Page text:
The message that Tricia stressed, and which underlined her whole workshop, was this: the system is frustrating and often rigged against you, but you are not alone. The small group in attendance nodded. We all felt it. On either side of me were women who were undiagnosed and misdiagnosed. Some suffered from invisible diseases and were made to feel invalidated by practitioners who didn’t believe them. Some had also been through years of erroneous treatments.
THE SYSTEM IS FRUSTRATING AND OFTEN RIGGED AGAINST YOU, BUT YOU ARE NOT ALONE.
My own story of pain management and experience in the public health system has been proof of this overly complicated system. I consider myself highly computer literate, but I still had trouble navigating the Covered California site. I accidentally signed up for Medi-Cal and submitted the wrong material to prove my income. If I hadn’t found my health advocate, Mark Kahlen, I don’t know how many more mistakes I would have made on my way to finding coverage before the deadline. I offered this story to the group—including the fact that I only figured out I ought to seek help after I’d bungled the form—and discussed how the other women could find an advocate themselves. Health advocates or certified agents are available to anyone, for free. They are knowledgeable about Medi-Cal and Covered California and have a treasure trove of secret phone numbers to get through to an actual human on the other end of the line. They cut through the bureaucracy so you don’t suffer any additional mental health issues from having to navigate these treacherous waters on your own.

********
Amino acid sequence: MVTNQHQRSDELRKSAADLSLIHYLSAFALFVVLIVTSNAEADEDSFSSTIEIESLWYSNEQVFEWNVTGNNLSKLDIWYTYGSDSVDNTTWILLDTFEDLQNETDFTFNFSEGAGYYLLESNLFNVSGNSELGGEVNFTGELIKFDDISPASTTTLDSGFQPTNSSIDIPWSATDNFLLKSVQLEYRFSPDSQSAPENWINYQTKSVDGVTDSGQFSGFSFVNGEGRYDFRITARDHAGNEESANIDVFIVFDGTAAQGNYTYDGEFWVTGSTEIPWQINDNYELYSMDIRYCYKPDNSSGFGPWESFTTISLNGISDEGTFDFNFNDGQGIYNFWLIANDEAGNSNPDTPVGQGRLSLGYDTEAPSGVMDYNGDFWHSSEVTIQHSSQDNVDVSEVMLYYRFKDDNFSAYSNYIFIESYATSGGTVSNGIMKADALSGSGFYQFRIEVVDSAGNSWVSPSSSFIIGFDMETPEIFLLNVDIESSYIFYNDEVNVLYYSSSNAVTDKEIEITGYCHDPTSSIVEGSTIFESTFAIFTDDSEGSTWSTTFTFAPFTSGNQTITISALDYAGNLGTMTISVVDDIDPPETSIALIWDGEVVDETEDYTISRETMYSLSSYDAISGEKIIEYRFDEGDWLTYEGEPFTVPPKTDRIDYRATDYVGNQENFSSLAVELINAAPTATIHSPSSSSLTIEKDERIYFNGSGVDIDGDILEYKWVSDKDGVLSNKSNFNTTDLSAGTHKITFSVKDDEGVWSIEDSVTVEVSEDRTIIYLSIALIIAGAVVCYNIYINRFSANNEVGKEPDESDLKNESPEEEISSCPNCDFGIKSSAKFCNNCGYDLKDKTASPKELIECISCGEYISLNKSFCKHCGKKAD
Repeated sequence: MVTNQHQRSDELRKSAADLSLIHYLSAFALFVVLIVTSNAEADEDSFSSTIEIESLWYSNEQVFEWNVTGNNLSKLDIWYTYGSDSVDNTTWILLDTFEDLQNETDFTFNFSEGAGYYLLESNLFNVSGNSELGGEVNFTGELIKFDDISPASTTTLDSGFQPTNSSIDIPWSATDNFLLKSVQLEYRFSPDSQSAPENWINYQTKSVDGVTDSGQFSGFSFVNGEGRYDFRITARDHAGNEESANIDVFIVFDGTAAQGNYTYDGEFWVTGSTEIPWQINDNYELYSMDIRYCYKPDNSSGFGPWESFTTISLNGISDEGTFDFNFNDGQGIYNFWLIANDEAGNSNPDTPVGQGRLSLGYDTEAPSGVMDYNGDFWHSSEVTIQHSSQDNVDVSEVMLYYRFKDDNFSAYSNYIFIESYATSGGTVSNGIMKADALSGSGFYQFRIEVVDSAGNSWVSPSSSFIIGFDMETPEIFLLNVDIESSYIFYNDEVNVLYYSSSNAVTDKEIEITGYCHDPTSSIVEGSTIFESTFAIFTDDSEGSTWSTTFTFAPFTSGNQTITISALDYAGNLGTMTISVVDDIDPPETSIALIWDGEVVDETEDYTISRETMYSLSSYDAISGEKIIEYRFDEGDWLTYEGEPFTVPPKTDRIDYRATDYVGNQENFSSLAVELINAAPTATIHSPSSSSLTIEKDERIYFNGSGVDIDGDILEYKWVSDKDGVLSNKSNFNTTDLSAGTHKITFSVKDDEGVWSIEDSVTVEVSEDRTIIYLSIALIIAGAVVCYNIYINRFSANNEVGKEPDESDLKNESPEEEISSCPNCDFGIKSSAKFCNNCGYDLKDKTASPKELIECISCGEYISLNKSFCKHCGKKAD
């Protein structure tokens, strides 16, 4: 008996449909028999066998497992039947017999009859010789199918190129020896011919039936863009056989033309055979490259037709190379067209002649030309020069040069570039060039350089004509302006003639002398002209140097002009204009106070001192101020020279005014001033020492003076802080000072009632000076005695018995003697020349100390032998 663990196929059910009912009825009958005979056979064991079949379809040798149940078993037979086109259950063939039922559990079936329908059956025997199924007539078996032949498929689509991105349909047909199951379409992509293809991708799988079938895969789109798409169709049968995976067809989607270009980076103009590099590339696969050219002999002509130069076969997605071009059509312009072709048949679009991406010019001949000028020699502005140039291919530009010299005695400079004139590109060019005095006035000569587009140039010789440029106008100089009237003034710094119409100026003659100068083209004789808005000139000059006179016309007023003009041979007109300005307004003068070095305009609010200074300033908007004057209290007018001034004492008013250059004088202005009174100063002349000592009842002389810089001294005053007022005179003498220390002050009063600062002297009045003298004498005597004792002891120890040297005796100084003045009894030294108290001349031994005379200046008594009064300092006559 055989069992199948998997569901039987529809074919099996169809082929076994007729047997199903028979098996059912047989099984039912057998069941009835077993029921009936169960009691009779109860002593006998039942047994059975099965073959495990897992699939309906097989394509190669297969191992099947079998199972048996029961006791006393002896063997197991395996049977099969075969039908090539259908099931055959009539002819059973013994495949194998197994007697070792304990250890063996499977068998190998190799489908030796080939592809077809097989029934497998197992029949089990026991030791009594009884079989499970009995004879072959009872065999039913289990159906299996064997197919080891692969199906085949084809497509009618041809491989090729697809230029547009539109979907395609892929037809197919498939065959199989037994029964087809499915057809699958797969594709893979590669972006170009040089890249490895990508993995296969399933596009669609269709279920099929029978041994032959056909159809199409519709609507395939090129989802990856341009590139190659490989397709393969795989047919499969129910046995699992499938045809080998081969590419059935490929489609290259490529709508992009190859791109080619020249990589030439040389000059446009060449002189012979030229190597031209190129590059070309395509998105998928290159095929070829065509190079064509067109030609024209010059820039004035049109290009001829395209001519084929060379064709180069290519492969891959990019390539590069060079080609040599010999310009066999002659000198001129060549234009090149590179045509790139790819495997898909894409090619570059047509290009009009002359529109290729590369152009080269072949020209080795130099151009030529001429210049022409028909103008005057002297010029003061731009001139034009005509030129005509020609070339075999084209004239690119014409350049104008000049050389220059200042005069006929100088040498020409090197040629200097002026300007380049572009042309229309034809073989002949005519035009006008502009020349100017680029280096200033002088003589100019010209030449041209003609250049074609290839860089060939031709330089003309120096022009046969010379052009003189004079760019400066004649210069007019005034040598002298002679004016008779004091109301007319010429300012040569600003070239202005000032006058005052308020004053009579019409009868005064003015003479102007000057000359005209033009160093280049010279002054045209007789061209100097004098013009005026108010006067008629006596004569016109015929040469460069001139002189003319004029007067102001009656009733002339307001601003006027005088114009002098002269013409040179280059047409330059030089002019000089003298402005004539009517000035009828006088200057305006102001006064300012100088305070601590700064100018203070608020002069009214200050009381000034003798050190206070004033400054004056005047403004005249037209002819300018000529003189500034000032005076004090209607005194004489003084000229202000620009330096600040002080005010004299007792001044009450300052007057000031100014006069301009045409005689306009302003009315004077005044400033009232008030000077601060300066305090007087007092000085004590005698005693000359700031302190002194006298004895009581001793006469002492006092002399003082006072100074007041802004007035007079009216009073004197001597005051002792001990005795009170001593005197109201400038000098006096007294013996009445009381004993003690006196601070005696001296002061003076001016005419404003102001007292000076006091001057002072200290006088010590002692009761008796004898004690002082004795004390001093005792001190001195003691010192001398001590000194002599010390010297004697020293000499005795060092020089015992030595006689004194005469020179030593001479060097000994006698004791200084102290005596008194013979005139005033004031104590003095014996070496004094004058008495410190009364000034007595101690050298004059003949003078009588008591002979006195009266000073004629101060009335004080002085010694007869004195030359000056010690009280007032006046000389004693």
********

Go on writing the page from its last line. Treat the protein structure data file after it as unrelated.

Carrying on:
Tricia then covered the full scope of public health care programs, including the differences between Medi-Cal and Covered California, dental coverage, transportation options, and mental health resources. One helpful lesson Tricia offered was to be vigilant when it comes to finding a dentist. Many undereducated dentists accept Medi-cal, and there is little or no accountability, so she recommended using Yelp and being cautious. Another insider tip was that insurance language was recently changed from “Primary Care Physician” to “Primary Care Provider.” Tracie mentioned Nurse Practitioners are a great way to go when choosing a Primary Care Provider. They are often more available to take new patients, and their approach is different from that of a doctor. Physician Assistants are also an option.